George Frideric Handel (1685-1759) lived at 25 Brook Street from 1723 until his death, composing Messiah within its very walls (I wouldn’t have guessed this from the sparsely furnished building that presents itself as the Handle House Museum).
The museum apparently throws rather good concerts in a room on the first floor, but save for a bed, a faded bedside chest and a rather fine picture of Handel on loan from the Royal Collection, you’d be forgiven for thinking you were visiting a work in progress rather than a museum that has been open since November 2001.
Interestingly, a couple of weeks after my trip I went to the Foundling Museum. To my surprise the Handel collection there is amazing because they house the Gerald Coke Handel Collection.
Why did I visit? Well, in early spring this year I visited a lovingly restored early Georgian town house at 68 Dean Street owned by a member of the Georgian Group. Having visited dozens of stately country houses I was reminded how interesting the history of inner cities is and so I’m trying to visit more town houses.
My visit to the Handel House Museum was therefore to see the house, not the collection. However, on that level I was also quite disappointed.
The tour starts on the top (2nd) floor in a room with the later addition of a bay window. However, the MDF (?) dentil-toped fireplace and redecoration of this room stinks of B&Q and there’s a scratchy carpet and folding metal chairs. When it is evident that so much effort has been put into restoring other parts of the house, why take this crude approach creating a pastiche in the first room?
The main house consists of a dressing room, bedroom and three exhibition rooms. The authentic ‘drab’ Georgian colours on the wals and doors are inspirational. They were researched by Patrick Baty (who owns Paper and Paints). Lucy Ingis‘ guest post on his blog here adds further fascinating detail. For a while I’ve been looking for a grey for a room at home and so may be visiting Patrick.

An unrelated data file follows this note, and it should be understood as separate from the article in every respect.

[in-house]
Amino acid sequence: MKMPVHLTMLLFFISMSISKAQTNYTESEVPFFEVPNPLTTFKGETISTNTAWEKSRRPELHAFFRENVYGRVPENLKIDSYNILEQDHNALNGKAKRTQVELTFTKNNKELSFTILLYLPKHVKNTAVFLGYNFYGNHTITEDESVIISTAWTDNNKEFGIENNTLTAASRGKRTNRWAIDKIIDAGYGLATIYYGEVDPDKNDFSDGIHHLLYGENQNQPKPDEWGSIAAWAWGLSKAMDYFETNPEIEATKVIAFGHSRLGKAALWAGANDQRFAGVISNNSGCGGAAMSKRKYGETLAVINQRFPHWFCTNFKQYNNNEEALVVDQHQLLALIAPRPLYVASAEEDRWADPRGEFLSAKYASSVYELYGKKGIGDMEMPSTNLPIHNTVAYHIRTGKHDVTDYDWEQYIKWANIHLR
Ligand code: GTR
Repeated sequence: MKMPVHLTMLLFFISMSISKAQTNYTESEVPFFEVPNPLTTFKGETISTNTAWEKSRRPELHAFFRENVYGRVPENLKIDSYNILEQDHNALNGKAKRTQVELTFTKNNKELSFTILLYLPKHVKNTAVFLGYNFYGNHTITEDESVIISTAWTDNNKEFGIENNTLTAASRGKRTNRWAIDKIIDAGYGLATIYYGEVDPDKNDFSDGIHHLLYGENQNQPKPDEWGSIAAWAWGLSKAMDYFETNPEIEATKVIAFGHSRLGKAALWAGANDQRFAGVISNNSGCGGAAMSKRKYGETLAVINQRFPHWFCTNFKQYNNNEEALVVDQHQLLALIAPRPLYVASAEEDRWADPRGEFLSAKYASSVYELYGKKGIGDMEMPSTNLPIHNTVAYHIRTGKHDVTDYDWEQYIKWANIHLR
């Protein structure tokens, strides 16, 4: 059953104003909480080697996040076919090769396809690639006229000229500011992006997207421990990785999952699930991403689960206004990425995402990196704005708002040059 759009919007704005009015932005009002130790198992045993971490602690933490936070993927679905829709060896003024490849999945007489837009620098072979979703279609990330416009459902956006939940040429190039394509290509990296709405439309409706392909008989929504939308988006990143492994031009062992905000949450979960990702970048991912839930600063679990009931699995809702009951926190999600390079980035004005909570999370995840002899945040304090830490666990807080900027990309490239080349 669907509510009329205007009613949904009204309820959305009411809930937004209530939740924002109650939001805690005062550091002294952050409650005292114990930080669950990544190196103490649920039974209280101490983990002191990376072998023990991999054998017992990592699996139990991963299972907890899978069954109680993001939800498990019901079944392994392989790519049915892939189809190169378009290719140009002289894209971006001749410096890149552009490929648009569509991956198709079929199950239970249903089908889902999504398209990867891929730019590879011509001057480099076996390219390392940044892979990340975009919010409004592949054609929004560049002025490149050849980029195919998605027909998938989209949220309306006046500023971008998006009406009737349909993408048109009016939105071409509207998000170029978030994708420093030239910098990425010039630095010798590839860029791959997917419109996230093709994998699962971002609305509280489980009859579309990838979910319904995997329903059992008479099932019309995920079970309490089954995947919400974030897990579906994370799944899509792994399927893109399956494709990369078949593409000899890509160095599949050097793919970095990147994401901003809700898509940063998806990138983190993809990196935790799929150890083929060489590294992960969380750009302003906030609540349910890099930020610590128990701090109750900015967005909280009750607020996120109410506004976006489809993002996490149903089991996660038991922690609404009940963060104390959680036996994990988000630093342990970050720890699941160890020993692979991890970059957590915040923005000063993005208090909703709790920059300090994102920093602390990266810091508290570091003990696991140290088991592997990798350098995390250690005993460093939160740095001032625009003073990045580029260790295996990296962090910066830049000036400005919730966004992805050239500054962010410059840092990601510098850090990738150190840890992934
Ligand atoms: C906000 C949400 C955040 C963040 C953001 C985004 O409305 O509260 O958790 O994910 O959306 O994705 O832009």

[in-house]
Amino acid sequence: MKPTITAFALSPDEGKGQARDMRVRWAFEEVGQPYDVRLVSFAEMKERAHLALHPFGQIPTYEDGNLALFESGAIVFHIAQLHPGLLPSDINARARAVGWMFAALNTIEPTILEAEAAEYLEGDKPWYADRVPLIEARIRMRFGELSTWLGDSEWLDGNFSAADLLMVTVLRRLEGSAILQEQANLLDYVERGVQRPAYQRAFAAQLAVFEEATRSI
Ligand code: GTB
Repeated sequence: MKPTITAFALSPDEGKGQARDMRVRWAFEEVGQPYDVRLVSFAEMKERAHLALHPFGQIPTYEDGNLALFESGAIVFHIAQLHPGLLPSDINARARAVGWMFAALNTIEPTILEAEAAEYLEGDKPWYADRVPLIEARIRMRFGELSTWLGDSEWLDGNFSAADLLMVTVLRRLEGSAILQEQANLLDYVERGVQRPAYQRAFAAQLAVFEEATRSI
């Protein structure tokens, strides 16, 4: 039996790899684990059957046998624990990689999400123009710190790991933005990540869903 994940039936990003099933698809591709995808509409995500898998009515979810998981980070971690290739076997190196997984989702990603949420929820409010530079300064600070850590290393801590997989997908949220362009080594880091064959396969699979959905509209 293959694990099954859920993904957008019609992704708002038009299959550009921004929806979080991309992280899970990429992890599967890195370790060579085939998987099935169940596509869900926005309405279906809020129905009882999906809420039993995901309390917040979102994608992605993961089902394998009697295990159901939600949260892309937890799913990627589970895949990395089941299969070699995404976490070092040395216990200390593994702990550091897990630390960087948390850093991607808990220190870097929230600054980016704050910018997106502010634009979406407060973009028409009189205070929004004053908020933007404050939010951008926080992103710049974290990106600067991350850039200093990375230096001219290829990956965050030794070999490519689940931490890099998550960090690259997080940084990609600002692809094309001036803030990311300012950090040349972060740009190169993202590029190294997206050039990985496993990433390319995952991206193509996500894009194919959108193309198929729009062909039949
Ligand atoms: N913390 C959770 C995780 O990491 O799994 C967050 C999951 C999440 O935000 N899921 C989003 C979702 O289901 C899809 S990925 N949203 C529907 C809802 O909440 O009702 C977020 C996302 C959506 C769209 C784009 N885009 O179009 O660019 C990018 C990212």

I took little other inspiration. There’s an interesting exhibition of the restoration of this house but it could be much more extensive. The house was in a very poor condition when it was acquired to form the museum and so a lot has been achieved – walls reinstated, research conducted, and the remnants of Jimmy Hendrix (who lived in 23 Brook Street for a while) shook right out of its hair (joke); however, the floors have been left curiously higgledy piggledy and the preparation of the woodwork before it was repainted seems lacking in the large part. The most exciting part of the tour was the introductory video.
Handel was the first occupant of the house, part of a four-building development by speculative builder George Barnes. Brook Street was planned and built between 1717 and 1726, connecting Hanover Square and Grosvenor Square: a good upper-middle class area. Although away from the artistic centres of Soho and Covent Garden, it was within easy walking distance of St James’s Palace, where Handel conducted his official duties, and the King’s Theatre, Haymarket, the focus of his Italian opera career at the time.
The typical floor plan of this modest London house included a basement with kitchens (no longer in existence); from ground to second floor, a front and back room with a small closet block at the rear; and the garrets at the top. The passage from the front door led to the dogleg staircase at the back.
On Handel’s death, the tenancy passed to his servant John Du Burk, who also purchased the remaining chattels for £48. Around 1790, the closets at the rear were replaced by the bow window block and in the 1830s the garrets were raised to the height of a full storey. In 1905, art dealer CJ Charles turned the house into a shop, removing the first two storeys of the original façade and internal partition walls. Since 1971, the freehold has been owned by the Co-operative Insurance Society and in 2000 the upper storeys were leased to the Handel House Trust.
Would I go back? For a concert maybe. However, I will continue looking elsewhere for inspirational townhouses.
When visited: 2011
Getting there: as the main entrance is currently a shop the entrance is in a back alley. It’s a pain to find – I got lost 3 times. It’s off a tiny alley from Bond Street or (and this is what I’d advise), find 25 Brook Street and walk past it until you come across a cobbled yard down a slope: walk down and turn left after the designer dress shop.
Theme tune: Handel’s Messiah